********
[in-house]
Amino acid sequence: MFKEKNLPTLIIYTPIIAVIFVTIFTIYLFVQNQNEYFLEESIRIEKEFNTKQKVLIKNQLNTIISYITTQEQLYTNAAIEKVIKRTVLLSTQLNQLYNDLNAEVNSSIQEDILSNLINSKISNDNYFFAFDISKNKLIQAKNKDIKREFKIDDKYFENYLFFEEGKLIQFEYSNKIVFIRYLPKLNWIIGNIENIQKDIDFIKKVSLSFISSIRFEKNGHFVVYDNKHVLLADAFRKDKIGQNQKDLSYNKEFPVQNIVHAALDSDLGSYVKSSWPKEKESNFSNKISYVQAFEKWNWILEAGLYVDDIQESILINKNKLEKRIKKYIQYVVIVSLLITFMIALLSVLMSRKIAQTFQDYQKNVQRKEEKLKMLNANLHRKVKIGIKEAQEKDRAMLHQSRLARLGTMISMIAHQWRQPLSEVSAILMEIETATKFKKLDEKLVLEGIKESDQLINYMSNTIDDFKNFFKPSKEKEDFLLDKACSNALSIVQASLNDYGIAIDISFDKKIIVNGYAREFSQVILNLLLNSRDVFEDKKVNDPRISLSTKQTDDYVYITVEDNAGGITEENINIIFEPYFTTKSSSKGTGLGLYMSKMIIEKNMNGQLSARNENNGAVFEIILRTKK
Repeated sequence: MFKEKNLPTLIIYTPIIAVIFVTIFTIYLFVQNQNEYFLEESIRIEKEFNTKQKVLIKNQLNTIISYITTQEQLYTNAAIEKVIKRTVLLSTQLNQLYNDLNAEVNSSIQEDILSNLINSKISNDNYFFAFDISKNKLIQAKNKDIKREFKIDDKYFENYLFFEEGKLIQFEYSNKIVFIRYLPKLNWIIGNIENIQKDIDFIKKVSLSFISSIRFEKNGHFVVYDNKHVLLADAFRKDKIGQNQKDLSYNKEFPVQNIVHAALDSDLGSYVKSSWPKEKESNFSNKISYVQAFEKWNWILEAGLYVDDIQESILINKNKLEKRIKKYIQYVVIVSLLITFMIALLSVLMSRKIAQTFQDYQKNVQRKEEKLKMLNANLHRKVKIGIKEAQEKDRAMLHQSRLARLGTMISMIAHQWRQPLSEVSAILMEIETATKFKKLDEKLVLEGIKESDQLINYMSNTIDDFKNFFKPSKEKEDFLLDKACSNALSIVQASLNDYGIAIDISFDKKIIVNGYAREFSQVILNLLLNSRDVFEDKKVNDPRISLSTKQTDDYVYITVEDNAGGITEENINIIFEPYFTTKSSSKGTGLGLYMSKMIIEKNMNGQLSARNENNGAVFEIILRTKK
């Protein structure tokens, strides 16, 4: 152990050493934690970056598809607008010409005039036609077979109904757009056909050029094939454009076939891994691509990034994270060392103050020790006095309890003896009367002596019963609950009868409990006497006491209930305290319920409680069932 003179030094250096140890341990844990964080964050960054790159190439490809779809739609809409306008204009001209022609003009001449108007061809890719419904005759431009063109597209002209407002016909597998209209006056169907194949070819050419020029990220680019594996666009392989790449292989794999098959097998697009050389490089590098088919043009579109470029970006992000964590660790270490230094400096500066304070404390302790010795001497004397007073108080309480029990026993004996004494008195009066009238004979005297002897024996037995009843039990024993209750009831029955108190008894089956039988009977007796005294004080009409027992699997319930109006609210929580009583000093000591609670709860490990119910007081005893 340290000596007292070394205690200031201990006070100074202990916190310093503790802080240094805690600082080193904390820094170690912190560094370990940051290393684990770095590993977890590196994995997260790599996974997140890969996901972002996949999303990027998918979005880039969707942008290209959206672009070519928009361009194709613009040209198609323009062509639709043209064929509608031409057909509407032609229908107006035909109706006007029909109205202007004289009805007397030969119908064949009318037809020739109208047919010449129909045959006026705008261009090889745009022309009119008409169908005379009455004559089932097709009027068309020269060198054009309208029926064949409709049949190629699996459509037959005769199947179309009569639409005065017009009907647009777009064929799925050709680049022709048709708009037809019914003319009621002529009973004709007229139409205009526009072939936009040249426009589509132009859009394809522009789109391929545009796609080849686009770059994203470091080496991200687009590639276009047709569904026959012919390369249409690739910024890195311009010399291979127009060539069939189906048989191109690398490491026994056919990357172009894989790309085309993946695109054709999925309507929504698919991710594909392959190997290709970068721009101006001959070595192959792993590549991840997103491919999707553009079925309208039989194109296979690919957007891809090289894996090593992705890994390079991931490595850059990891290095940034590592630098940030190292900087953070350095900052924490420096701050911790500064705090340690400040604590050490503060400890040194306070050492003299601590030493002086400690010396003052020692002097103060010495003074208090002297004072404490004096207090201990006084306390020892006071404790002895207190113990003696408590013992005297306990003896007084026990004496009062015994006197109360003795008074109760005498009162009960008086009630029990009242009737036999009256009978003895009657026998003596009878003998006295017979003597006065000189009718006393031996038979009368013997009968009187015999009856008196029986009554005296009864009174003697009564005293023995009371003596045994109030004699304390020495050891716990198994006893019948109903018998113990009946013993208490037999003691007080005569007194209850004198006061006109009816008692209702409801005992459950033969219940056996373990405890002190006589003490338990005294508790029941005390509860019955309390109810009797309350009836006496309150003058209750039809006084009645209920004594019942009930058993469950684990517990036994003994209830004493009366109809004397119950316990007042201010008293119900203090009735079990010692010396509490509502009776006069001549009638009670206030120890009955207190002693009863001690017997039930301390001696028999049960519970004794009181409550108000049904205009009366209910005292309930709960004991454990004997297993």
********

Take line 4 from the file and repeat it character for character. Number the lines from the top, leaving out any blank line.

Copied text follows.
């Protein structure tokens, strides 16, 4: 152990050493934690970056598809607008010409005039036609077979109904757009056909050029094939454009076939891994691509990034994270060392103050020790006095309890003896009367002596019963609950009868409990006497006491209930305290319920409680069932 003179030094250096140890341990844990964080964050960054790159190439490809779809739609809409306008204009001209022609003009001449108007061809890719419904005759431009063109597209002209407002016909597998209209006056169907194949070819050419020029990220680019594996666009392989790449292989794999098959097998697009050389490089590098088919043009579109470029970006992000964590660790270490230094400096500066304070404390302790010795001497004397007073108080309480029990026993004996004494008195009066009238004979005297002897024996037995009843039990024993209750009831029955108190008894089956039988009977007796005294004080009409027992699997319930109006609210929580009583000093000591609670709860490990119910007081005893 340290000596007292070394205690200031201990006070100074202990916190310093503790802080240094805690600082080193904390820094170690912190560094370990940051290393684990770095590993977890590196994995997260790599996974997140890969996901972002996949999303990027998918979005880039969707942008290209959206672009070519928009361009194709613009040209198609323009062509639709043209064929509608031409057909509407032609229908107006035909109706006007029909109205202007004289009805007397030969119908064949009318037809020739109208047919010449129909045959006026705008261009090889745009022309009119008409169908005379009455004559089932097709009027068309020269060198054009309208029926064949409709049949190629699996459509037959005769199947179309009569639409005065017009009907647009777009064929799925050709680049022709048709708009037809019914003319009621002529009973004709007229139409205009526009072939936009040249426009589509132009859009394809522009789109391929545009796609080849686009770059994203470091080496991200687009590639276009047709569904026959012919390369249409690739910024890195311009010399291979127009060539069939189906048989191109690398490491026994056919990357172009894989790309085309993946695109054709999925309507929504698919991710594909392959190997290709970068721009101006001959070595192959792993590549991840997103491919999707553009079925309208039989194109296979690919957007891809090289894996090593992705890994390079991931490595850059990891290095940034590592630098940030190292900087953070350095900052924490420096701050911790500064705090340690400040604590050490503060400890040194306070050492003299601590030493002086400690010396003052020692002097103060010495003074208090002297004072404490004096207090201990006084306390020892006071404790002895207190113990003696408590013992005297306990003896007084026990004496009062015994006197109360003795008074109760005498009162009960008086009630029990009242009737036999009256009978003895009657026998003596009878003998006295017979003597006065000189009718006393031996038979009368013997009968009187015999009856008196029986009554005296009864009174003697009564005293023995009371003596045994109030004699304390020495050891716990198994006893019948109903018998113990009946013993208490037999003691007080005569007194209850004198006061006109009816008692209702409801005992459950033969219940056996373990405890002190006589003490338990005294508790029941005390509860019955309390109810009797309350009836006496309150003058209750039809006084009645209920004594019942009930058993469950684990517990036994003994209830004493009366109809004397119950316990007042201010008293119900203090009735079990010692010396509490509502009776006069001549009638009670206030120890009955207190002693009863001690017997039930301390001696028999049960519970004794009181409550108000049904205009009366209910005292309930709960004991454990004997297993």